Evidence-Dentistry in the XXI Century: Toward Clinically Relevant Complex Systematic Reviews (CRCSRs)
Francesco Chiappelli1, *, Jaclyn Avila2, David Y. Chai2, Christine Dimaano2, Argina Kudaverdian2, Seong H. Park2, Sophia Peng2, Sami Shahhal2
Identifiers and Pagination:Year: 2010
First Page: 48
Last Page: 50
Publisher ID: TODENTJ-4-48
Article History:Electronic publication date: 16/7/2010
Collection year: 2010
open-access license: This is an open access article licensed under the terms of the Creative Commons Attribution Non-Commercial License (http://creativecommons.org/licenses/by-nc/3.0/) which permits unrestricted, non-commercial use, distribution and reproduction in any medium, provided the work is properly cited.
At the onset, we must applaud the vision of the editorial board of The Open Dentistry Journal (TODENT J), and the publisher, Ms. Ajum Ara at Bentham Science, for realizing a special issue on evidence-based dentistry (EBD). It is a momentous occasion because it launches the second decade of the field: in fact, it was in 1999, that the American Dental Association (ADA) first made the pronouncement that EBD entailed the judicious integration of recommendations derived from the best available evidence, together with the dentist expertise, the patient’s wants & needs, laboratory tests and X-rays, and insurance coverage and other financial limitations, in order to reach a diagnosis, develop and treatment plan, and follow-up its outcomes.
Since then, it is appropriate to recall, the ADA has established a center for EBD under the able leadership of Dr. Julie Frantsve-Hawley, Director, and Dr. Krishna Aravamudhan, Assistant Director, Dr. Daniel M. Meyer, ADA Senior Vice President for Science & Professional Affairs, and of course ADA President John S. Findley. The ADA EBD Center launched a most resourceful web-site (ebd.ada.org) earlier this year (3/10/09), which has met considerable success and dissemination.
The pursuance of the EBD model nationally and internationally has proven to be a tall order since, as noted by the 2009-2013 strategic plan developed a few months ago by the National Institute for Dental and Craniofacial Research (NIDCR), “…the oral cavity is an excellent model for studying complex systems. Home to a sophisticated set of functions, every second of every day the mouth exhibits a dynamic interplay between sensation, mechanical function and chemical flux. Multiple tissue types—including bone, nerves and blood—confront a bacterial zoo, crushing mechanical forces and electrical currents….” (NIDCR, Strategic Plan, 2009–2013). It is that very biological complexity that makes the field of oral biology and medicine a challenge for researchers and clinicians alike.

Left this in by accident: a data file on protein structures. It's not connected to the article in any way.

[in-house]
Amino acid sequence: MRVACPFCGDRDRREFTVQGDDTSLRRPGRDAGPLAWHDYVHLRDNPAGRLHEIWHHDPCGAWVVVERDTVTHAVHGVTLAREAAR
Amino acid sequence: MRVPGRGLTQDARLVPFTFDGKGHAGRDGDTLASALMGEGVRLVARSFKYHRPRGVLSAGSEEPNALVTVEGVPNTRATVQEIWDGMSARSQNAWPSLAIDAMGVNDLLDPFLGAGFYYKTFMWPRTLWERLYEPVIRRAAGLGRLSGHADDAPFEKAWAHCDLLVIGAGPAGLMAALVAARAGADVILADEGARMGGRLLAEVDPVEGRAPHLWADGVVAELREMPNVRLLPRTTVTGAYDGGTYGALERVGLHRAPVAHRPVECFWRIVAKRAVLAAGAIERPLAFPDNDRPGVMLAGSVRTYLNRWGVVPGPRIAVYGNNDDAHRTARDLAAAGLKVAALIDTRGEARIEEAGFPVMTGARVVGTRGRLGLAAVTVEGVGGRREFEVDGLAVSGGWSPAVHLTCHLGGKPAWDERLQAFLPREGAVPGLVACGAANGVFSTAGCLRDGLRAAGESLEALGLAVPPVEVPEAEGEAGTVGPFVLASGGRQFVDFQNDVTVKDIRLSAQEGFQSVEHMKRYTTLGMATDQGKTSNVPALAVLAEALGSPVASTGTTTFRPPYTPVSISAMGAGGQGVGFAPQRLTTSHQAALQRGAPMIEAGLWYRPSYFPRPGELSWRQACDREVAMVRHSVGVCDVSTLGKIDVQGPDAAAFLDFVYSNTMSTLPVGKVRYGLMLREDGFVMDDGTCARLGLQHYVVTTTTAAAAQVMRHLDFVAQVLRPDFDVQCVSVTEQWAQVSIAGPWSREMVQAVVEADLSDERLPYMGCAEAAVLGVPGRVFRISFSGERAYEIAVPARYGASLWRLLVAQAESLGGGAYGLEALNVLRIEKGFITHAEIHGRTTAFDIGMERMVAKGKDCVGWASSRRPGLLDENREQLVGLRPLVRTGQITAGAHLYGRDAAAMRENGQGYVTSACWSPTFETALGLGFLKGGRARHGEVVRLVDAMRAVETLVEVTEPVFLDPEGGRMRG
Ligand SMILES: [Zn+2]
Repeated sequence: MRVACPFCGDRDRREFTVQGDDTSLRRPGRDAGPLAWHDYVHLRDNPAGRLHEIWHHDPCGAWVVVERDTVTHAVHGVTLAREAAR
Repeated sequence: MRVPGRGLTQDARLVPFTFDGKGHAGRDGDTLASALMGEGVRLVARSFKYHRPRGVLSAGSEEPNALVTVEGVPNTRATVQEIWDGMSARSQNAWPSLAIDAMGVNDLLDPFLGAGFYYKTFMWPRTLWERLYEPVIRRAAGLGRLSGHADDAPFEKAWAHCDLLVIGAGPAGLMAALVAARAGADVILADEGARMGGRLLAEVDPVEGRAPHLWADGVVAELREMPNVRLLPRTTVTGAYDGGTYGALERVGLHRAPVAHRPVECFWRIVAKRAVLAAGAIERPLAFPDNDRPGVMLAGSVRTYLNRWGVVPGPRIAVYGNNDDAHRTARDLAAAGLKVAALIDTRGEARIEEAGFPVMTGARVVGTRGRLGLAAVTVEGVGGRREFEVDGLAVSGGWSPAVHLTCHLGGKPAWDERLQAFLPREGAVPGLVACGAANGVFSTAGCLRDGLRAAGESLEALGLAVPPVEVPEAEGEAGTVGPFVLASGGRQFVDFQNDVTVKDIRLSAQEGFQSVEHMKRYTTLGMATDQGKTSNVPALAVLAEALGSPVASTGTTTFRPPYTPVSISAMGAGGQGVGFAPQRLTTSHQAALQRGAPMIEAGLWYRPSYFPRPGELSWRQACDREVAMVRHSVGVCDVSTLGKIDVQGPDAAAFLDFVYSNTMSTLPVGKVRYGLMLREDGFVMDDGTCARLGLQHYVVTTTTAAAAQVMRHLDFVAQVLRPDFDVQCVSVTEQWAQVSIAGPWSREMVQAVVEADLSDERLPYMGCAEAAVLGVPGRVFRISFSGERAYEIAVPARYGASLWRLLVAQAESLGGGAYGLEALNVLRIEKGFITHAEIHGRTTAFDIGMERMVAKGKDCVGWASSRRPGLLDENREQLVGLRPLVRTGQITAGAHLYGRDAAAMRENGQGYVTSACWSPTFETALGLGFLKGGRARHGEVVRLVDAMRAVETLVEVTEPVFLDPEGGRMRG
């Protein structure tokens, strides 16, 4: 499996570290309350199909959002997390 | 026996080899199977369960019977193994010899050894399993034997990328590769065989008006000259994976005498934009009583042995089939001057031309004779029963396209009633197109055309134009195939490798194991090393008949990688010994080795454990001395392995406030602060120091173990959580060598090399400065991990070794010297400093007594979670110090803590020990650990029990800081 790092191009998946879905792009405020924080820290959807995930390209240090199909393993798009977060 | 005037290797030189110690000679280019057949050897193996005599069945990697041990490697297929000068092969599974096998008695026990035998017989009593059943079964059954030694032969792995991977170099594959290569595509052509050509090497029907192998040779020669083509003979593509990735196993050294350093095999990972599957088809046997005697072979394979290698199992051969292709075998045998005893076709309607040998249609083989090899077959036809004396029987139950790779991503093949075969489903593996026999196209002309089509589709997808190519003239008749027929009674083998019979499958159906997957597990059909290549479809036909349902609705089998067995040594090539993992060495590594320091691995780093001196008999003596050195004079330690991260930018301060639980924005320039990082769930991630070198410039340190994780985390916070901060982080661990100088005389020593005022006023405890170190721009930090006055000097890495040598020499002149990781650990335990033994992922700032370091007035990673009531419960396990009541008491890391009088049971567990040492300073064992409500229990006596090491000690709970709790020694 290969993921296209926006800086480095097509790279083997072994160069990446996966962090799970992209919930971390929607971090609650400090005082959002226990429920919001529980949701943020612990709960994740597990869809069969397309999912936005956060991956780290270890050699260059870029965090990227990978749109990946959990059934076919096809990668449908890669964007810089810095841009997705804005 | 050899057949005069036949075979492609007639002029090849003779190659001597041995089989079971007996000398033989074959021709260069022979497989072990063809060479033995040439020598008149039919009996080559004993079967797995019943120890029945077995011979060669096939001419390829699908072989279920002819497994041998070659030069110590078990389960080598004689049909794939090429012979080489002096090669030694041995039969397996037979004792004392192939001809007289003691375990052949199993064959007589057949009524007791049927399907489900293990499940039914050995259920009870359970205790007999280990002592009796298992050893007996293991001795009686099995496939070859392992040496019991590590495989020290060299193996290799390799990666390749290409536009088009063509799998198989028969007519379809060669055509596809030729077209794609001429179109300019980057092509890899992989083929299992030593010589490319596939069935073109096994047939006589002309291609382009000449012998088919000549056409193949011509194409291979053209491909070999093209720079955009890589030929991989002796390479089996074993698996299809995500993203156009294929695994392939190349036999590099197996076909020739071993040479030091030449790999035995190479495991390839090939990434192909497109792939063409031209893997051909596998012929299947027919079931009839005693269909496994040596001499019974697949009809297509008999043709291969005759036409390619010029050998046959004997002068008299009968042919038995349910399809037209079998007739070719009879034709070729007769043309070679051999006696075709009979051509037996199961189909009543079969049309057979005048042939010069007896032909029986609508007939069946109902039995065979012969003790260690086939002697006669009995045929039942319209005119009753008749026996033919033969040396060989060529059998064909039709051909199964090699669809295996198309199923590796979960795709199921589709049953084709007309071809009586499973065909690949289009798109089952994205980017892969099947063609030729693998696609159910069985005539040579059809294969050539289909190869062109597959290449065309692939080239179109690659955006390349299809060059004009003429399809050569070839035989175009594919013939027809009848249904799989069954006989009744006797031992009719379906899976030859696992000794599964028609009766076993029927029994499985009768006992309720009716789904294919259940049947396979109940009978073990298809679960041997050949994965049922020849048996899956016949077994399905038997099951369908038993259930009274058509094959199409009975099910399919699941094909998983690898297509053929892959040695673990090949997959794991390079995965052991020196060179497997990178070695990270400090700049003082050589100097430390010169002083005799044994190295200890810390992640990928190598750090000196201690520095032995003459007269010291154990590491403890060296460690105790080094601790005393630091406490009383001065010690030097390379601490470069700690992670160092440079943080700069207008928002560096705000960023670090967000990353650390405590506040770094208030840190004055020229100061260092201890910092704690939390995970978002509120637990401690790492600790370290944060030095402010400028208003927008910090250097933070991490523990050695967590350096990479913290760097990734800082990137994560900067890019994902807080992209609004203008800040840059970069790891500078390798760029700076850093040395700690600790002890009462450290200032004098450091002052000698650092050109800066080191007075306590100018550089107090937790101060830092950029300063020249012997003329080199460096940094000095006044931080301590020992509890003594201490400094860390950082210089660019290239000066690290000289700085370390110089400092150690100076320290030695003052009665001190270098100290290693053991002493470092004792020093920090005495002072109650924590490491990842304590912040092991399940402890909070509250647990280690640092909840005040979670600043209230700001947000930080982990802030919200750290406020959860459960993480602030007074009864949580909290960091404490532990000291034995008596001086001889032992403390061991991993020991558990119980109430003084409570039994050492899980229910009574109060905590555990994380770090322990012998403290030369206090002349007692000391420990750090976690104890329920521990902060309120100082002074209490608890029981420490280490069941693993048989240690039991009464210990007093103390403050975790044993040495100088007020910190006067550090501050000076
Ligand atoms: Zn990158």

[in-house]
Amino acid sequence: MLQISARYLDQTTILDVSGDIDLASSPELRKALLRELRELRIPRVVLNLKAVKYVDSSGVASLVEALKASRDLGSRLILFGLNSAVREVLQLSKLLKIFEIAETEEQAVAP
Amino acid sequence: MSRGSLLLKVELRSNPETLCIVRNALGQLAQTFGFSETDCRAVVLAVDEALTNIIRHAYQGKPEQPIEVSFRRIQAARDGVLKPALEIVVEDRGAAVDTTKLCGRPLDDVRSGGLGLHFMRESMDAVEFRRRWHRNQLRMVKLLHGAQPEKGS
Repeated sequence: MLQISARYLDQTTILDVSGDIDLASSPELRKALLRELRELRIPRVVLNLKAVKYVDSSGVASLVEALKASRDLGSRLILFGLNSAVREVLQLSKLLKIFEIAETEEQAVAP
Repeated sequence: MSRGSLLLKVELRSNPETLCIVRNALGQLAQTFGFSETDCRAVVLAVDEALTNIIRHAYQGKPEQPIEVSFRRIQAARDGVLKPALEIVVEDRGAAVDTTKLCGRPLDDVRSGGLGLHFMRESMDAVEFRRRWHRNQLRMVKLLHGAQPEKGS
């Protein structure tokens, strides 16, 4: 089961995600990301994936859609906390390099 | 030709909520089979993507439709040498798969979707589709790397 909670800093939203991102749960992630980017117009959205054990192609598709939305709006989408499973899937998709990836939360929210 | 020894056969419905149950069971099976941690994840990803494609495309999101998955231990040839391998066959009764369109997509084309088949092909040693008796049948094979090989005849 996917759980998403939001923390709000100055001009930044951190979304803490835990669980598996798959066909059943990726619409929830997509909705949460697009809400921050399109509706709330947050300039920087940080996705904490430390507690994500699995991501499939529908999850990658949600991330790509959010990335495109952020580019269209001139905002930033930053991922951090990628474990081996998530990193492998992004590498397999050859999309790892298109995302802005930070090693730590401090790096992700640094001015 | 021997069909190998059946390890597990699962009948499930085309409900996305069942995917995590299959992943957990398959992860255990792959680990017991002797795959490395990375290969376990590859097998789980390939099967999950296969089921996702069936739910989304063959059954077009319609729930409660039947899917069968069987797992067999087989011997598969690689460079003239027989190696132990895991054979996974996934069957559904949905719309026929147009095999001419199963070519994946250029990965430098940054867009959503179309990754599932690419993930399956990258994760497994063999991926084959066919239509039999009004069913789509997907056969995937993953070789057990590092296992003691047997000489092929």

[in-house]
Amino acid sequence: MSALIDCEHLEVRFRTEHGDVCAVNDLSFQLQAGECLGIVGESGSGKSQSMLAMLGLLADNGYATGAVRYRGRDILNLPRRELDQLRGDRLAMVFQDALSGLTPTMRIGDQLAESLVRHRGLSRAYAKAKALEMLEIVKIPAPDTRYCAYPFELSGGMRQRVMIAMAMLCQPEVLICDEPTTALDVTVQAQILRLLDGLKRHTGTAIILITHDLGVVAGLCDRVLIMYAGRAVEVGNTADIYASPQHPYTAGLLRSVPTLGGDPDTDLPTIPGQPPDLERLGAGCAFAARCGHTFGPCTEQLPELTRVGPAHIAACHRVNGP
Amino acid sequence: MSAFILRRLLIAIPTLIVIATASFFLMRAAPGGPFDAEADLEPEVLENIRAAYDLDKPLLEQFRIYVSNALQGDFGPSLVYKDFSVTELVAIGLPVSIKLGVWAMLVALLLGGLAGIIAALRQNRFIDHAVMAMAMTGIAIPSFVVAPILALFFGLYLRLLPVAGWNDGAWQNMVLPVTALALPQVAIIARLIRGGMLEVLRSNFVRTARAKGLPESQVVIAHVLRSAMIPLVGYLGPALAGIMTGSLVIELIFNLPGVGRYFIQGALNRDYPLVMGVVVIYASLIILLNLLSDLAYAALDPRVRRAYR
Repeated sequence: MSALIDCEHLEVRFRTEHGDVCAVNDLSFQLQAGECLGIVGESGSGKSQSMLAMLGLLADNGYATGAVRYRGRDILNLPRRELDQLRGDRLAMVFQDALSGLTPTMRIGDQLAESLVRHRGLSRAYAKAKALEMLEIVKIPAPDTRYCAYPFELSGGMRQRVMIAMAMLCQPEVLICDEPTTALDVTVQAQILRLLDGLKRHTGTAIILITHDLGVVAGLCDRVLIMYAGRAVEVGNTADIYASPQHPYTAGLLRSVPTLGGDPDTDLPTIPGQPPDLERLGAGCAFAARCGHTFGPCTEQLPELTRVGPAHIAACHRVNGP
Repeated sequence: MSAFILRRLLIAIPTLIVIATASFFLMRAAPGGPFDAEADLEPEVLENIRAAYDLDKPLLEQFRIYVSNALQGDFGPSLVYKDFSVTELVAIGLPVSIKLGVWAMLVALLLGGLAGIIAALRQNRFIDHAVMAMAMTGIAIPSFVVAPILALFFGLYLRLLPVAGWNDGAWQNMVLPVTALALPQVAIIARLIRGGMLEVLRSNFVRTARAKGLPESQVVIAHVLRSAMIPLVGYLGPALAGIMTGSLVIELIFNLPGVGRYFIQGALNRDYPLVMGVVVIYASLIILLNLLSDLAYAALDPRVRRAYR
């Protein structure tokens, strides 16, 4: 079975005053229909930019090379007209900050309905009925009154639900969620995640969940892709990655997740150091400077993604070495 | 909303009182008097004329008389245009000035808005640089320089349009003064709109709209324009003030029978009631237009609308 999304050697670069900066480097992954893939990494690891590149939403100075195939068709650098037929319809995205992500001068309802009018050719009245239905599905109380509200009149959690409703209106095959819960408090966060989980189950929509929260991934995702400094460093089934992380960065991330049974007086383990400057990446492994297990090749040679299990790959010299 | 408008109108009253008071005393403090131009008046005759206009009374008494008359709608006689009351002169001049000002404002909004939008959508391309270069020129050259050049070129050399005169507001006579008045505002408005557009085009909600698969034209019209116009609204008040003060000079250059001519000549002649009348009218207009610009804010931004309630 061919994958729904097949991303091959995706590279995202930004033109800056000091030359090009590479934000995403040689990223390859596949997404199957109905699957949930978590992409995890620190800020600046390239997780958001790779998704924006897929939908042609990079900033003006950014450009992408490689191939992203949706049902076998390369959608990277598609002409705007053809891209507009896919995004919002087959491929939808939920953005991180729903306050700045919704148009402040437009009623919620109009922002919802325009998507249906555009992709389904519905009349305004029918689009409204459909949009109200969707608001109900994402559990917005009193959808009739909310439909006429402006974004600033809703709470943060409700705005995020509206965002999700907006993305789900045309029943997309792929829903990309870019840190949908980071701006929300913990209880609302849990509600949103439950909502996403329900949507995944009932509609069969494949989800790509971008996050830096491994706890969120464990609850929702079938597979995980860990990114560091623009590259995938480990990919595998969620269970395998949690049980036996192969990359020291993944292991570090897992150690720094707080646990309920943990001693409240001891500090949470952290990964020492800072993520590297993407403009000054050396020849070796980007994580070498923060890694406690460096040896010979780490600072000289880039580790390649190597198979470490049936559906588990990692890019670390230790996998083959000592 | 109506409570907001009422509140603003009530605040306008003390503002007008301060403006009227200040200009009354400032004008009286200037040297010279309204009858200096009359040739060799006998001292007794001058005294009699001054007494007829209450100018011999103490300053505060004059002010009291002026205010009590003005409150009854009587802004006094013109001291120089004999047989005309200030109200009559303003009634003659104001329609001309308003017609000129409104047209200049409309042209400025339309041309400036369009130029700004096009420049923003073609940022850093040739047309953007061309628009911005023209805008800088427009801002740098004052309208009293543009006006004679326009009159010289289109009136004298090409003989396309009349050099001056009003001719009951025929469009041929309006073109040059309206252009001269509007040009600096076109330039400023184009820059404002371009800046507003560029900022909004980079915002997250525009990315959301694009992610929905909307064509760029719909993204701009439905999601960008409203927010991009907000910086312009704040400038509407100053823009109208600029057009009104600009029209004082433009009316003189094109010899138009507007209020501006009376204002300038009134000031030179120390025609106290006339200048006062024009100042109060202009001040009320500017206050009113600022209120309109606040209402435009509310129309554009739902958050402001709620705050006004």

To achieve this goal, the ADA plays a critical role by training “Champions of EBD”, who disseminate the principles of EBD among dental practices here and abroad. In addition, the ADA provides a service of Evidence Review, by which professionals, duly trained by the ADA EBD Center, review the published products of the scientific process of research synthesis, and present these summaries, both as part of the ADA EBD web site and the Journal of the American Dental Association (JADA) as properly processed and condensed, user-firendly reviews for utilization by clinical dentists.
These entreprises are in perfect consonance with the vision of clinical research and practice in dentistry for the next five years in the US, as articulated by Lawrence A. Tabak, D.D.S., Ph.D. Director, NIDCR: “…Scientific research holds great promise for targeted prevention and treatment strategies, and thus it is vital that oral health care become more science-based in the coming years … to foster dissemination and implementation research to assure that research findings are translated into practice, policy and action in communities….We can realistically improve our own oral health and that of our children and generations to come through creativity, diligence and adherence to a strong commitment to evidence-based and research-driven practice and health outcomes….”, as well as the overall vision of the pursuit of NIDCR (“…the NIDCR will seek to engage researchers in … vital areas include(ing) … the integration of evidence-based health recommendations into communities…”). Moreover, “…the NIDCR ensures that the American public has access to science-based, unbiased, accessible information that all individuals can use to make wise decisions about their oral health…” (NIDCR, Strategic Plan, 2009–2013). In brief, NIDCR and ADA are clearly joined in their unwavering support of EBD for the next several years – hence, one might say, a Golden Age for EBD is rising!